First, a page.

WKU is preparing to add “all gender” restrooms to campus facilities in the coming months. Chief Diversity Officer Dr. Richard Miller says the decision was made in response to the university’s changing demographics.
"You're going to have a very diverse group of students on any college or university campus, whether it's members of the LGBTQ community or members of our international community," Miller told WKU Public Radio. "I think it's one of the responsibilities of an institution to try to address the needs of the various constituencies that they serve."
Dr. Miller stresses that the gender neutral restrooms will not be community restrooms. They’ll be private, and as for signage, the university is planning to designate them as simply “restroom.”
Originally published on Thu December 11, 2014 1:01 pm
Little children are big news this week, as the White House holds a summit on early childhood education on Wednesday. The president wants every 4-year-old to go to preschool, but the new Congress is unlikely to foot that bill.
Since last year, more than 30 states have expanded access to preschool. But there's still a lack of evidence about exactly what kinds of interventions are most effective in those crucial early years.
The Kentucky Community & Technical College System expects to sign a contract next month with president-elect Jay Box. But Chairman P.G. Peeples won't say whether the new president will get the same generous pay package as predecessor Michael McCall.
With about $669,000 in annual pay, McCall is the highest paid administrator of his kind in the country. Jim Waters, president of the Bluegrass Institute, wants KCTCS to be more open about its negotiations.
"The lack of transparency in the hiring process here also should make taxpayers extremely wary about such a generous compensation package including Cadillac benefits for a person who is overseeing a system with dwindling enrollment and funding," said Waters.
Enrollment has dropped 15 percent in the last year and could decrease another 6 percent if preliminary numbers hold up. Tuition revenue is also down significantly.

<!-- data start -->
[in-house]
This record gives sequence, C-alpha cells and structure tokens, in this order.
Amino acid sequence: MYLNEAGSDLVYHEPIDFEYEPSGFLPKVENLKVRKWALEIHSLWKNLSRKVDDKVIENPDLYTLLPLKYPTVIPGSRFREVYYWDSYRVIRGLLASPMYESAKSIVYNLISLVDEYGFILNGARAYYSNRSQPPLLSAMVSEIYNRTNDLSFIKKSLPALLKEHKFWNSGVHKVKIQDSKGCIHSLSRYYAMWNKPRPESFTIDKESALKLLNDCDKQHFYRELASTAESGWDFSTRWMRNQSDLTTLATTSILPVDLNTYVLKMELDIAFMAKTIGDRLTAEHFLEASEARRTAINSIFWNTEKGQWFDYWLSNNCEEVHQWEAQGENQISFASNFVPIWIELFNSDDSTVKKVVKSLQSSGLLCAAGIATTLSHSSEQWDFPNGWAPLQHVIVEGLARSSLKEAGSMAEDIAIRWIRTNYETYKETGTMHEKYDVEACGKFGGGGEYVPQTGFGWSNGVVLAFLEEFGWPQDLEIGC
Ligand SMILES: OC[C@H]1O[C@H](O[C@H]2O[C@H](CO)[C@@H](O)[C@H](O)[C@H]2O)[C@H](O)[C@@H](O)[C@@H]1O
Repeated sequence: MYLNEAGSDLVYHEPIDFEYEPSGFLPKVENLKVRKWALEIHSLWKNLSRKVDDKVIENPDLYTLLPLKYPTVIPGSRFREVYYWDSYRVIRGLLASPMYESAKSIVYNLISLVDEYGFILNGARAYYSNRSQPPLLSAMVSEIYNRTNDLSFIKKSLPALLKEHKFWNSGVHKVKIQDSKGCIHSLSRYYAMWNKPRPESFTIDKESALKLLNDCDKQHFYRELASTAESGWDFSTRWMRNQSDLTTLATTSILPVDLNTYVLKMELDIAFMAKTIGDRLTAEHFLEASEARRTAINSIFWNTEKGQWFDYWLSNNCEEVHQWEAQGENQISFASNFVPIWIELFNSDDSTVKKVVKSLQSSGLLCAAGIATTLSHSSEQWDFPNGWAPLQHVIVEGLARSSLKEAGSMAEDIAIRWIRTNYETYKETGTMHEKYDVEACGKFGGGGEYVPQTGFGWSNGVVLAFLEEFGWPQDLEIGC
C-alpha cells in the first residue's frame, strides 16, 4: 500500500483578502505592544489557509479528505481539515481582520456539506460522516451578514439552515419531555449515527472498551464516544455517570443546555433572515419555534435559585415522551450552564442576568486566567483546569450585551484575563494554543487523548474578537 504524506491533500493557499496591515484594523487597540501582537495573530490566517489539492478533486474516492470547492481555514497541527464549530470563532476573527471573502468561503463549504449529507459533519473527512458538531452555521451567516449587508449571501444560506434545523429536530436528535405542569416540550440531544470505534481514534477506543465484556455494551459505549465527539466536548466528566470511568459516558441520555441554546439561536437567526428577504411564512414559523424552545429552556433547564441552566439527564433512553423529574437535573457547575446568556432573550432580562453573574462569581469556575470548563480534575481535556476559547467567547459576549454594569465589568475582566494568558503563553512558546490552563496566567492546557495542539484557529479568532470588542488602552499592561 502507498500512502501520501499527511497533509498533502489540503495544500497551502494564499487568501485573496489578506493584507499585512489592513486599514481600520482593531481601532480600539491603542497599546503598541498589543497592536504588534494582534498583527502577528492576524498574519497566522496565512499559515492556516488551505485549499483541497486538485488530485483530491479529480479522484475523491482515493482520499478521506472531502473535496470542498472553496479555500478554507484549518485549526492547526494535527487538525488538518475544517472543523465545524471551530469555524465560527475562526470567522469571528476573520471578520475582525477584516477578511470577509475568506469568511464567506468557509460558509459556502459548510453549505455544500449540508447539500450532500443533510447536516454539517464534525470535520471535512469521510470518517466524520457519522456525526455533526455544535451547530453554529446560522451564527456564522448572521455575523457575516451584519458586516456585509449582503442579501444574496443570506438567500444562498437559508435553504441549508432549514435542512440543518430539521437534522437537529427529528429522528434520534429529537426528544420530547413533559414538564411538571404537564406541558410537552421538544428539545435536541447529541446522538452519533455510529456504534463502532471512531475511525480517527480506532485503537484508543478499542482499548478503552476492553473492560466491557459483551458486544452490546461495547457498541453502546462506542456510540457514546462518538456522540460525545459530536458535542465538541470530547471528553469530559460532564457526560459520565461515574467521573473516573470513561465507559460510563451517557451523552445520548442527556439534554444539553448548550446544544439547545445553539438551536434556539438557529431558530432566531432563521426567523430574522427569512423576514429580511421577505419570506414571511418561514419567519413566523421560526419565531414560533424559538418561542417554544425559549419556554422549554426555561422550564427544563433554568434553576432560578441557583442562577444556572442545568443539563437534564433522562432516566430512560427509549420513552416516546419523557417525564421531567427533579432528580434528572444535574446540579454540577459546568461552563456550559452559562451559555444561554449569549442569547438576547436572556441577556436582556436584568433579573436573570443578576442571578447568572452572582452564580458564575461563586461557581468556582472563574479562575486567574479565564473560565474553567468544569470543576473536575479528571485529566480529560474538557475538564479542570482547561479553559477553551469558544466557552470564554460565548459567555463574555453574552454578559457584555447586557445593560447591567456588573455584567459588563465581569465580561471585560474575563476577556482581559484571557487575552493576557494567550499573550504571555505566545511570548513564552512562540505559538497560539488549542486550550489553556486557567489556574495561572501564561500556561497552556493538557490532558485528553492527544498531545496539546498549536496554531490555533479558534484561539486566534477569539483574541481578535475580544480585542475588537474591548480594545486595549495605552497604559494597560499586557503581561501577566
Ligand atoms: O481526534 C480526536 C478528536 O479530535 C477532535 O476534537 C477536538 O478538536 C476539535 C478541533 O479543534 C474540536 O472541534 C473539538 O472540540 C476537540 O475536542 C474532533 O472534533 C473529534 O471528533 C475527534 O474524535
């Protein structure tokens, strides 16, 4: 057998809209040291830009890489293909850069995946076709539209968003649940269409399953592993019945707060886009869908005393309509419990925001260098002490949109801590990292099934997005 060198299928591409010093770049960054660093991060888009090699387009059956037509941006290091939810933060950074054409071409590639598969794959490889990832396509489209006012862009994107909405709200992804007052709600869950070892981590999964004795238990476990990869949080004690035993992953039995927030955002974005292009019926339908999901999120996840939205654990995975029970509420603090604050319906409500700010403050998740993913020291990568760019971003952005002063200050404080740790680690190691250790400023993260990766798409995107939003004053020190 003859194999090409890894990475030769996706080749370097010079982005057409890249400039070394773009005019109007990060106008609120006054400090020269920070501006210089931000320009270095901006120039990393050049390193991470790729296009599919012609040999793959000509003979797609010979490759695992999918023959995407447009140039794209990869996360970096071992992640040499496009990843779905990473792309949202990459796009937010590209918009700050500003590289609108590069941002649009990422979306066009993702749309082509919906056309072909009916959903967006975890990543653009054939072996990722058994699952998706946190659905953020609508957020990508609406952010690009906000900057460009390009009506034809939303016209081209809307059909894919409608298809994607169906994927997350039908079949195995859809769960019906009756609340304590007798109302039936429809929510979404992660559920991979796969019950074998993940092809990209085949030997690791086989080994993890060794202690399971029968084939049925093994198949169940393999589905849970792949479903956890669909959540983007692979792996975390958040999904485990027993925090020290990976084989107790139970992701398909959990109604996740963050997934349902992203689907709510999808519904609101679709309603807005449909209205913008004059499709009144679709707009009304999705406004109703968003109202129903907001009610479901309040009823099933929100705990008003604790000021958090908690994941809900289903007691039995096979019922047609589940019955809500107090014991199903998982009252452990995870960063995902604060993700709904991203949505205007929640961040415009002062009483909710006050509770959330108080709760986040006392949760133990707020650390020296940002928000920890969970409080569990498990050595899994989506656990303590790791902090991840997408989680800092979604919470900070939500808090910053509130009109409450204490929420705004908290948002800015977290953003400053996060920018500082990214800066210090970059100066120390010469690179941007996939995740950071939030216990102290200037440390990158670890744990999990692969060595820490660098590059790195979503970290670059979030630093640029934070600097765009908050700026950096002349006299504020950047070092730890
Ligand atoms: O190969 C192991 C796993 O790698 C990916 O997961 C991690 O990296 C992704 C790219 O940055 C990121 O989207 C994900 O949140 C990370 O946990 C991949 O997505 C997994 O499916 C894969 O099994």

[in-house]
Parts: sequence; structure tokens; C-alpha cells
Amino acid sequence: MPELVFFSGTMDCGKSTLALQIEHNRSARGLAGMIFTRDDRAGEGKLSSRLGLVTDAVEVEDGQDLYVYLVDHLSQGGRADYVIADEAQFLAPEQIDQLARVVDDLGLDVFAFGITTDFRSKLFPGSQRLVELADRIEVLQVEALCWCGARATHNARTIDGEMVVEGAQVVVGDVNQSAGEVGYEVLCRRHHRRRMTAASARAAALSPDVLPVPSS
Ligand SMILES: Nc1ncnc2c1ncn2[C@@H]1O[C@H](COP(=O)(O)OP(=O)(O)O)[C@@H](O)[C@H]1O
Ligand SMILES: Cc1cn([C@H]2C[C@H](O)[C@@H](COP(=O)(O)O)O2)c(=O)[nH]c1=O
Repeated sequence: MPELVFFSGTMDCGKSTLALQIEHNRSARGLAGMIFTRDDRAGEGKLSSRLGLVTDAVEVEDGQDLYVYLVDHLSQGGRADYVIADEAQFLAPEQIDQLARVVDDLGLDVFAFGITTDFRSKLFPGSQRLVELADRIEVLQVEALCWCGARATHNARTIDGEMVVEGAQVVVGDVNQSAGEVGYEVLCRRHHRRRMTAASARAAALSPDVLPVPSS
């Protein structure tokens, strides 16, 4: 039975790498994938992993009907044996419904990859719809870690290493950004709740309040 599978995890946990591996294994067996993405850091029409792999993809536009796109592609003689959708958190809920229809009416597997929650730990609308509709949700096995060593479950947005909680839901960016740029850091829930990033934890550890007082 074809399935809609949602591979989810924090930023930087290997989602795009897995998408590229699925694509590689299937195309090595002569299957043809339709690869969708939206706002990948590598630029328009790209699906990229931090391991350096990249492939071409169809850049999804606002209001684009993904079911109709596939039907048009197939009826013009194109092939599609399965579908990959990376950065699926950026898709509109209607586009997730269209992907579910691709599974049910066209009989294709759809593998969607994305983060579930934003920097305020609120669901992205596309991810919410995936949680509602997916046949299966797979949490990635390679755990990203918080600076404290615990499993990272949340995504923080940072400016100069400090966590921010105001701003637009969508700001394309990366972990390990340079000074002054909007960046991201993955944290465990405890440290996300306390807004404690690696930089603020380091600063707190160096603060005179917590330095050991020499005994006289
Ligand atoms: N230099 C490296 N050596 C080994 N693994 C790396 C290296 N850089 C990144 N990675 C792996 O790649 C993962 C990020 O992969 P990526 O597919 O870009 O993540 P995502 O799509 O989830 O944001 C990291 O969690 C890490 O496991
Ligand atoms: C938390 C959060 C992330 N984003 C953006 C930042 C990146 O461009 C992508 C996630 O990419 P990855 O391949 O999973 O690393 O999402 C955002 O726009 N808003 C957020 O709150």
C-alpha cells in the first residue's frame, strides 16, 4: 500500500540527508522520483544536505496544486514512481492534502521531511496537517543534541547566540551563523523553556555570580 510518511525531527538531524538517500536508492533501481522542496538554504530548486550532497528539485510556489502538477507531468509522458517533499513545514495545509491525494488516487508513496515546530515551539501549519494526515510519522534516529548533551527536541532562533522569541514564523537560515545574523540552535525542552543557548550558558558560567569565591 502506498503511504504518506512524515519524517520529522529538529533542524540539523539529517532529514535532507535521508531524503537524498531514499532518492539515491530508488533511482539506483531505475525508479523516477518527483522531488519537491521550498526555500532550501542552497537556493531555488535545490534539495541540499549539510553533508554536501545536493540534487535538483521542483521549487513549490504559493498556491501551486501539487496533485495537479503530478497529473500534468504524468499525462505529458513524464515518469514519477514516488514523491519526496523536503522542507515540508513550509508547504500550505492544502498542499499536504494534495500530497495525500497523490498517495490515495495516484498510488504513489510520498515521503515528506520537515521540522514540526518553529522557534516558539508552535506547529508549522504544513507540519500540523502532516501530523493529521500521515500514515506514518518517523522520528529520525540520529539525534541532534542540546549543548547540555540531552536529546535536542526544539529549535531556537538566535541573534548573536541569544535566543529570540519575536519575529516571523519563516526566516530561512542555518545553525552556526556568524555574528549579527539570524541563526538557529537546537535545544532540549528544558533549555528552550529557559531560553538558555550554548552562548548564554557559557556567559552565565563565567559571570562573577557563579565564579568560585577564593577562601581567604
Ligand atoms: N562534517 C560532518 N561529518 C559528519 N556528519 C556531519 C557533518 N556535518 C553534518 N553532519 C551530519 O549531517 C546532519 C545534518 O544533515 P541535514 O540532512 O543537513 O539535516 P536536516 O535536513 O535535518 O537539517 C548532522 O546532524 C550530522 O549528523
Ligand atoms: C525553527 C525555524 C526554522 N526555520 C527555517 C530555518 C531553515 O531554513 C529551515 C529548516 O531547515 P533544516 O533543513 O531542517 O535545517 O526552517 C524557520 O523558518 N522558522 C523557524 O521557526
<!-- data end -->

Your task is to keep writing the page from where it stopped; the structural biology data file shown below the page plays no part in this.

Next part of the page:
The Kentucky Community and Technical College System is close to having a new leader.
The Board of Regents met in special session Tuesday and recommended Dr. Jay Box as the next president.
Dr. Box is the current KCTCS chancellor, a position he’s held since 2009. The Texas native came to Kentucky in 2002 to serve as president of Hazard Community and Technical College. During his time as chancellor, Dr. Box is credited with helping eliminate barriers for community college students transferring to the state’s public universities.
“After an extensive national search we are pleased to have identified a candidate who matches the presidential profile developed in collaboration with our search consultant, search committee, board, faculty, staff and student representatives,” Board of Regents Chairman P.G. Peeples said in a news release. “Dr. Box has played a key role in shaping the learning opportunities KCTCS provides and he has demonstrated strong leadership and dedication to our students, faculty and staff.”
The KCTCS system is referring to Box as the preferred candidate. A forum will be held in Versailles on November 18 for college presidents, faculty, staff, and students to meet Box. The next day, the Board of Regents will review feedback and is expected to approve a final contract for Box.
Dr. Box replaces Dr. Michael McCall as KCTCS president.
At their regular meeting Monday night, the Warren County school board voted to appeal, for the fourth time, a ruling by the Kentucky Board of Education concerning the on-going non-resident student dispute with the Bowling Green school district.
In a press release sent out after the meeting, Superintendent Rob Clayton said the vote was really a technicality. He said it doesn't necessarily mean any more legal action will be taken just yet but it gives them that option should upcoming mandated mediation between the two school boards fail.